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Researchers discover protein that help prevent cancer treatment-related heart damage

ANI Jun 04, 2024

Blocking the protein CDK7 could prevent heart damage caused by a routinely used cancer chemotherapy treatment, according to a study conducted by scientists at Washington State University. The researchers discovered that blocking CDK7 could improve the medication's cancer-killing efficacy.

Based on an experimental model, the study's findings potentially lay the groundwork for future treatment options to decrease chemotherapy-related heart damage and improve treatment efficacy.

This has the potential to help people with cancer live longer lives. Heart damage caused by chemotherapy can manifest decades later and lead to heart attacks, heart failure, cardiomyopathy, and other types of heart disease.

The findings of the study were published in the journal Cardiovascular Research, the WSU study focused on doxorubicin, a chemotherapy drug used to treat breast cancer, lymphoma, leukaemia and other cancers.

Capable of killing a wide range of cancer cells, doxorubicin and other similar chemotherapy medications are known to be toxic to the heart. Despite this toxicity, the drug still sees a lot of use.

"Doxorubicin remains the mainstay treatment for certain cancer types for which targeted therapies or other better treatments are not available," said senior study author Zhaokang Cheng, an associate professor at the WSU College of Pharmacy and Pharmaceutical Sciences.

Cheng has been working to unravel the underlying mechanisms of doxorubicin-induced heart toxicity to make the use of doxorubicin safer for patients who rely on the drug.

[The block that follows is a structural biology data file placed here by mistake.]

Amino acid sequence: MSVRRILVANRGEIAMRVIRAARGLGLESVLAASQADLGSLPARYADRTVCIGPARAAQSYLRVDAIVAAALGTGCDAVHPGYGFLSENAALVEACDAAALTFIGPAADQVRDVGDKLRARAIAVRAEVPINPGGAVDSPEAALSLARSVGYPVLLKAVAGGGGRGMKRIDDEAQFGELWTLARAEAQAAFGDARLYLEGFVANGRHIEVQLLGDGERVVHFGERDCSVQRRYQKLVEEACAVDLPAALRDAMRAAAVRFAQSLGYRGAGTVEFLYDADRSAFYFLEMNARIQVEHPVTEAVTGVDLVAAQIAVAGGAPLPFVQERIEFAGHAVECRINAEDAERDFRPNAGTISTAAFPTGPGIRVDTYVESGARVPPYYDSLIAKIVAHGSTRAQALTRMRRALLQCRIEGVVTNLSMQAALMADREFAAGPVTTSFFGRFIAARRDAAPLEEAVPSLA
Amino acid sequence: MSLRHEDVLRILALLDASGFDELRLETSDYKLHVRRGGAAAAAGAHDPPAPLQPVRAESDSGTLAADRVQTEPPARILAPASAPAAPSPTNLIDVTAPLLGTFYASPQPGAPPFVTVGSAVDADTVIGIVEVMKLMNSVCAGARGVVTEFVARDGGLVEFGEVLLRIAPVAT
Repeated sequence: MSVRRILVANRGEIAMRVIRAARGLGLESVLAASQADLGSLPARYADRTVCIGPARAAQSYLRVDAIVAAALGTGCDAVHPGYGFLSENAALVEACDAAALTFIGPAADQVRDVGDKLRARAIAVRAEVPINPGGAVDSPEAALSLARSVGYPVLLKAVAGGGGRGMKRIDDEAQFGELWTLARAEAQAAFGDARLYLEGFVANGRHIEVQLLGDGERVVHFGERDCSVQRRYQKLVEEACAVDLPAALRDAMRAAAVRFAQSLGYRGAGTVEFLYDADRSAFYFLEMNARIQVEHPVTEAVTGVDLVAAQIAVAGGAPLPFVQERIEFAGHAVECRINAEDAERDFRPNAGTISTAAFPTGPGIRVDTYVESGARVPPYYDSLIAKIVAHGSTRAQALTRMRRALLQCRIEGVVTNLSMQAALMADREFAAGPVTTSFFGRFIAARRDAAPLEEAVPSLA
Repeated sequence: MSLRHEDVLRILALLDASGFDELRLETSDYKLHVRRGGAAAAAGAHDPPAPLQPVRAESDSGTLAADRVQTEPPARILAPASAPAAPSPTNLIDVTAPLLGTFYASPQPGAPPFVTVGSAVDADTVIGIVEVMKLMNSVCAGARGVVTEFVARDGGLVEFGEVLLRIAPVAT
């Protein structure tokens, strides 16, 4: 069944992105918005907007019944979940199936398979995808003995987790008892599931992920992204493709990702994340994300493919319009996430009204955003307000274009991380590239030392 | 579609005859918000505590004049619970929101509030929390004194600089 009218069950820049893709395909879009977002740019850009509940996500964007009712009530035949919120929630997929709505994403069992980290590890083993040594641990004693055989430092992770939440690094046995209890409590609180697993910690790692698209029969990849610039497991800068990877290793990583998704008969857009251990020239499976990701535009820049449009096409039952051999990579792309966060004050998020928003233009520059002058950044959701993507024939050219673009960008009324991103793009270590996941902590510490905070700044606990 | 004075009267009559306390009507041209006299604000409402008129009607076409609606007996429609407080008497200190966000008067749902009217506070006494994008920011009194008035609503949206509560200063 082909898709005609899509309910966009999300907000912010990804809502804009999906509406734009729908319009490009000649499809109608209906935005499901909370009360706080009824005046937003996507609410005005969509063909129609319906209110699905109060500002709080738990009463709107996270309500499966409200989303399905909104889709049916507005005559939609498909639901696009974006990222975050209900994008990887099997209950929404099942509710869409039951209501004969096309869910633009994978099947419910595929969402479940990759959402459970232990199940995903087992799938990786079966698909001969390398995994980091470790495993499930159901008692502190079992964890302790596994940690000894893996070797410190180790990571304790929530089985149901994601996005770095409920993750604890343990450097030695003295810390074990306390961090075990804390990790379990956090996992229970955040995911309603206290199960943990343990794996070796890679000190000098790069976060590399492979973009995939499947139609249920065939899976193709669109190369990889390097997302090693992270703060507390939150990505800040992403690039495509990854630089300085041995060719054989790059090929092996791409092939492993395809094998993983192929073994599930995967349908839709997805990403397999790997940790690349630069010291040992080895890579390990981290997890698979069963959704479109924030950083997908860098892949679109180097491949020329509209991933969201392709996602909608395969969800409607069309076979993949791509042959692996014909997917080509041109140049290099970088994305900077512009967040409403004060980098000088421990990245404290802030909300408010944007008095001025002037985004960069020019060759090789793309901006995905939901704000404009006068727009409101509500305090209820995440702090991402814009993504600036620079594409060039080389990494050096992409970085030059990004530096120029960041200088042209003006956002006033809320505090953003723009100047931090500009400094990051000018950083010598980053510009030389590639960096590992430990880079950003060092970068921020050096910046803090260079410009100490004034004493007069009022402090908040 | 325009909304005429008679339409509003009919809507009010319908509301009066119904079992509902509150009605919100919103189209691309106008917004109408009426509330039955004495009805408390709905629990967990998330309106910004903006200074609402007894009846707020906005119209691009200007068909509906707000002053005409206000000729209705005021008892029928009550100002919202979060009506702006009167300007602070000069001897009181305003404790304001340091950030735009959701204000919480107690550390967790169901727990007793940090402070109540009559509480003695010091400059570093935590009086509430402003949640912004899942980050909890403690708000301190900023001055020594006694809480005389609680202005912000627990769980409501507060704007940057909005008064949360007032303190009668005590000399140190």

This new study builds on findings from earlier research that showed that doxorubicin activates a protein known as CDK2. That protein then activates another known as FOXO1, which causes heart cells to die.

Cheng's team collaborated with WSU cancer biology researcher Boyang (Jason) Wu to take a closer look at CDK7, a protein that helps fuel cell growth and has been shown to play a role in the development of cancer.

The researchers found that CDK7 activated CDK2, which set off the chain of molecular signals that eventually led to heart cell death.

They also showed that experimental models that lacked the CDK7 gene were protected from doxorubicin-induced heart toxicity. Next, they used a CDK7 inhibitor drug known as THZ1 to block the protein's activity and examine the impact on heart health and cancer growth. A similar inhibitor is currently being tested as an anticancer drug in clinical trials, but its effect on the heart is still not clear.

"We are the first to study the effect of THZ1 on the heart and tumour growth in the same model," said study first author Jingrui Chen, a WSU research associate. "And what we found is that this CDK7 inhibitor drug can increase heart function and at the same time inhibit tumour growth."

Though more research is needed, the researchers said their findings suggest that combining doxorubicin and THZ1 could help prevent heart damage and increase the effectiveness of chemotherapy treatment.

The researchers' next step is to test the effect of THZ1 on heart damage and cancer growth in younger experimental models and follow them longer.

This would more closely mimic long-term doxorubicin-induced heart toxicity seen in childhood cancer survivors. They also plan to look at other proteins that may somehow be involved in the signalling pathway that underlies doxorubicin-related heart damage.

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